Shelf Awareness for Thursday, April 22, 2021

William Morrow & Company: The Midnight Feast by Lucy Foley

Shadow Mountain: The Witch in the Woods: Volume 1 (Grimmworld) by Michaelbrent Collings

Hell's Hundred: Blood Like Mine by Stuart Neville

Delacorte Press: Last One to Die by Cynthia Murphy

Margaret Ferguson Books: Not a Smiley Guy by Polly Horvath, Illustrated by Boris Kulikov

Indiana University Press: The Grim Reader: A Pharmacist's Guide to Putting Your Characters in Peril by Miffie Seideman

St. Martin's Press: Lenny Marks Gets Away with Murder by Kerryn Mayne


More Plans for Independent Bookstore Day

This year, Independent Bookstore Day is hosting a plethora of virtual author events leading up to April 24 that indie bookstores can join. The series began on Monday night with a panel featuring humor writers Amber Ruffin, Lacey Lamar, Sloane Crosley and Rachel Bloom (moderated by Karen Chee) and a discussion between authors Kawai Strong Washburn and Lauren Francis-Sharma.

Tonight, author and current IBD ambassador Glennon Doyle will appear in conversation with Alexandra Elle. More events are scheduled for Friday and Saturday, and the full list can be found here.

Independent bookstores in Canada are once again celebrating Canadian Independent Bookstore Day, but with pandemic restrictions tightening throughout the country and in-person activities discouraged, the festivities will look different this year. The Canadian Independent Booksellers Assocation has organized a contest that will encourage readers to buy from their local indie bookstores through any available channel. For every book they purchase at a Canadian indie on April 24 or 25, customers will receive one entry into the contest. Publishers have donated 18 prizes, many of which are virtual author experiences.

Multiple stores in Vancouver have teamed up to create a map of local indie bookstores, and they've pooled resources to create prize packs valued at C$350 (about US$280)--each participating bookstore will give away one prize pack. Individual stores around Canada also have their own activities planned, such as a scavenger hunt organized by Moonbeam Books in Toronto and new merch from Glass Bookshop in Edmonton.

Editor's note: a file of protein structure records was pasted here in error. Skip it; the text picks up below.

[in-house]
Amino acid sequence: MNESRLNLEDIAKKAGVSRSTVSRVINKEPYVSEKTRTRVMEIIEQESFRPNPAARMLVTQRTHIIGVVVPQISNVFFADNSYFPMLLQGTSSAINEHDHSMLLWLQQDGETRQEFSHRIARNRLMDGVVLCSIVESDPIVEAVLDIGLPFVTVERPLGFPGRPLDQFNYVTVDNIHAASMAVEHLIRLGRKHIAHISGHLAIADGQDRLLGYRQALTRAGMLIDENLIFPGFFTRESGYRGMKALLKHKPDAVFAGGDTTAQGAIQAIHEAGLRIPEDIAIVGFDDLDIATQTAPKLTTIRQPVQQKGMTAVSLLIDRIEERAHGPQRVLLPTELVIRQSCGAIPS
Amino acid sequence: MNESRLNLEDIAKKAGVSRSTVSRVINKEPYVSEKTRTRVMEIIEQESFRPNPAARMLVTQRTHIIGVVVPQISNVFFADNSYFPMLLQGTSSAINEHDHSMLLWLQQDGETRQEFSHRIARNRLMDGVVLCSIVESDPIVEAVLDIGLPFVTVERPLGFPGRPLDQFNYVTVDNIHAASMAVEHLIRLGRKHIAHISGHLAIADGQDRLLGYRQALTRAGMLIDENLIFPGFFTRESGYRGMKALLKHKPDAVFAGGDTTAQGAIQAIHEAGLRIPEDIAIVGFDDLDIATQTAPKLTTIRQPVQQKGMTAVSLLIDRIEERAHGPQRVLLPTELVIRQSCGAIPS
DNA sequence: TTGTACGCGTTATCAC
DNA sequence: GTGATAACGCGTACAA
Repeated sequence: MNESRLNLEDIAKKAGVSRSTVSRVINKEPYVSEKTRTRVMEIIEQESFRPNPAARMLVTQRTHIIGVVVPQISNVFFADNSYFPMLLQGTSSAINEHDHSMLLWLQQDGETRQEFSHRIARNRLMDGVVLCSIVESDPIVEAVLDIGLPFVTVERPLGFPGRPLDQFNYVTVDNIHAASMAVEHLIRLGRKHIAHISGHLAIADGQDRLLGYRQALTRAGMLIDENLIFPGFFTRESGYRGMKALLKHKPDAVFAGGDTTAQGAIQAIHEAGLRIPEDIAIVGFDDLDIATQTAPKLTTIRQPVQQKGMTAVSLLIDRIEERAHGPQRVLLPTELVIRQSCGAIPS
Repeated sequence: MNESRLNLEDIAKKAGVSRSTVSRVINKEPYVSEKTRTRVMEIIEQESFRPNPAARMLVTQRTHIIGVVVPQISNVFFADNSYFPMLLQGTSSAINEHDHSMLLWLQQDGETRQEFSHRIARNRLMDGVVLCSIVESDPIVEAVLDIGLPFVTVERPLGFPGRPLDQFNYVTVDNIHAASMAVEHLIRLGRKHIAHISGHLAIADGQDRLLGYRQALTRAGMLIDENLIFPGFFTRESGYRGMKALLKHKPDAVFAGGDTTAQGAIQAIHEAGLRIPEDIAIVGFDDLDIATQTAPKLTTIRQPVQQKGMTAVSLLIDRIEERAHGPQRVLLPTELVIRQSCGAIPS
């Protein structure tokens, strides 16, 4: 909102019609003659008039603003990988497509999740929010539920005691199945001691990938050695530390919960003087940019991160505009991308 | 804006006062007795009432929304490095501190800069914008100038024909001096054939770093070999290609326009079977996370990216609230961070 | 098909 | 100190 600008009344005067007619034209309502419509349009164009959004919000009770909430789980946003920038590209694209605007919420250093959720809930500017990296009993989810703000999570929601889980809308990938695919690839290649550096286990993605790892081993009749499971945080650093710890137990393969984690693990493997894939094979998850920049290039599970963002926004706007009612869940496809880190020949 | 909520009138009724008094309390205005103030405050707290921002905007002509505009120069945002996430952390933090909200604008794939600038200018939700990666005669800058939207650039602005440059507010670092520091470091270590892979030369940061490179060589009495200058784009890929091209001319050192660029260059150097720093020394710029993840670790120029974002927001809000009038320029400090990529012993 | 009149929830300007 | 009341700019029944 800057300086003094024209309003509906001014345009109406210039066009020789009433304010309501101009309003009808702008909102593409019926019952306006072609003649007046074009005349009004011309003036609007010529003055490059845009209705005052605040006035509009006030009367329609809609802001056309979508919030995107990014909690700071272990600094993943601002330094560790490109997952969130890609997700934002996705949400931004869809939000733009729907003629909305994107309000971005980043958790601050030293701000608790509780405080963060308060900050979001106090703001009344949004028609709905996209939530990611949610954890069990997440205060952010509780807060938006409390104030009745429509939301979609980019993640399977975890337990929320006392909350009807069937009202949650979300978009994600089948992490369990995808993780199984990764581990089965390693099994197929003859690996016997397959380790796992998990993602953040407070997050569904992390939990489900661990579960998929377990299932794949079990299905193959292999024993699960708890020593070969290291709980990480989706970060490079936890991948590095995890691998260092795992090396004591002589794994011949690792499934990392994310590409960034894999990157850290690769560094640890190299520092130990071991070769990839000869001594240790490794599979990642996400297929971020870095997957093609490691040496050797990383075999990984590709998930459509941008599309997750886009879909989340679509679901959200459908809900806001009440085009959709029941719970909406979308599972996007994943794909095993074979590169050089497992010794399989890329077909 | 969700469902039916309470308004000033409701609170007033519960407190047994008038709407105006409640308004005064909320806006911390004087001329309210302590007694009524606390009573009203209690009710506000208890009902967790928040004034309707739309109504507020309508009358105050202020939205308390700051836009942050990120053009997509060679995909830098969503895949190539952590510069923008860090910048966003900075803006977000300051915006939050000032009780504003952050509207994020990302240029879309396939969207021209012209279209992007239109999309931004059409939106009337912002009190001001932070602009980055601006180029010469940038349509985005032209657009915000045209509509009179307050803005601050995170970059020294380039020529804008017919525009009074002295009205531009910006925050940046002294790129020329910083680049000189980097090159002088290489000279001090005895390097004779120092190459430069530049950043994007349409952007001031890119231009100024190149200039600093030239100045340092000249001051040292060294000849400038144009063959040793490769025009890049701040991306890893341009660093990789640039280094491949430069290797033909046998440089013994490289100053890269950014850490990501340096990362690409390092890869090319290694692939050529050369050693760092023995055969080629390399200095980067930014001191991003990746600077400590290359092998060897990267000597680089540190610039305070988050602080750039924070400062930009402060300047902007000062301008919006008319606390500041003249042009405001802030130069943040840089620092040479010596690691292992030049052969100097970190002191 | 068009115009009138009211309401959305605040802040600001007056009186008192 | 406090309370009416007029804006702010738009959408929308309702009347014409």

The Twin Cities Independent Bookstore Day Passport is back again, with Rain Taxi teaming up with 23 bookstores in the Minneapolis and St. Paul area. This year, participating shoppers have a full week to fill up their passports. Each stamp activates a store coupon, and if customers get at least 10 stamps, they'll have access to coupons at all participating stores. Shoppers who get their passports stamped at every store, meanwhile, will be entered to win a literary prize pack. More details and the full list of participating stores can be found here.

Five bookstores in New Orleans, La., have organized a citywide bookstore crawl for Saturday. Tubby & Coo's Mid City Bookshop, Baldwin & Co., Blue Cypress Books, Garden District Bookshop and Octavia Books are all participating, and will be hosting at-store events. Customers can pick up a passport at any of those stores and drop them off at another participating store at the end of the day. Those who visit at least three of the stores will be entered into a general raffle, while those who visit all five will be entered into the grand prize raffle, featuring a $25 gift card to each bookstore.

Loyalty Bookstores in Washington, D.C., and Silver Spring, Md., will be open for in-store browsing for the first time since March 2020. Booksellers will be stationed at the doors to monitor occupancy and the team has rearranged the stacks, displays and tables to allow for more browsing space. Loyalty has created 40 limited-edition IBD Loyalty Swag bundles, and the proceeds from those bundles will go to Loyalty's Ward 4 Mutual Aid program. The bookstores will also be running a 10% off sale, with bookstore members able to earn an additional 5%-10%.

Booksellers from the various Books & Books locations in South Florida have teamed up to create a book-themed Spotify playlist in honor of IBD. On the playlist are songs like Frank Sinatra's "I Could Write a Book" and Earth, Wind & Fire's "I'll Write a Song for You" and Queen Latifah's "Poetry Man," as well as Led Zeppelin's "Ramble On," Jefferson Airplane's "White Rabbit" and Kate Bush's "Wuthering Heights."

In Boston, Mass., Trident Booksellers & Cafe is celebrating with a charity book drive, an origami bookmark station and a bookstore scavenger hunt. Customers can participate in the latter from home or in-store for a chance to win a $50 Trident gift card. There will also be plenty of cafe specials, exclusive merchandise and more.

In Charlottesville, Va., New Dominion Bookshop will be opening its rose garden for the day, in addition to offering the exclusive IBD merchandise. Shoppers will be able to stroll around the rose garden and take pictures with cutouts of authors such as Oscar Wilde and the Brontë sisters.

Harper: Our Kind of Game by Johanna Copeland

International Update: Canadian Government's Funding for Indies, Book Sales Up in England, Wales

The Canadian government has committed to providing C$32.1 million (about US$25.6 million) in funding for initiatives that will help booksellers sustain and increase their online sales. This funding will also make it easier for customers to support indies.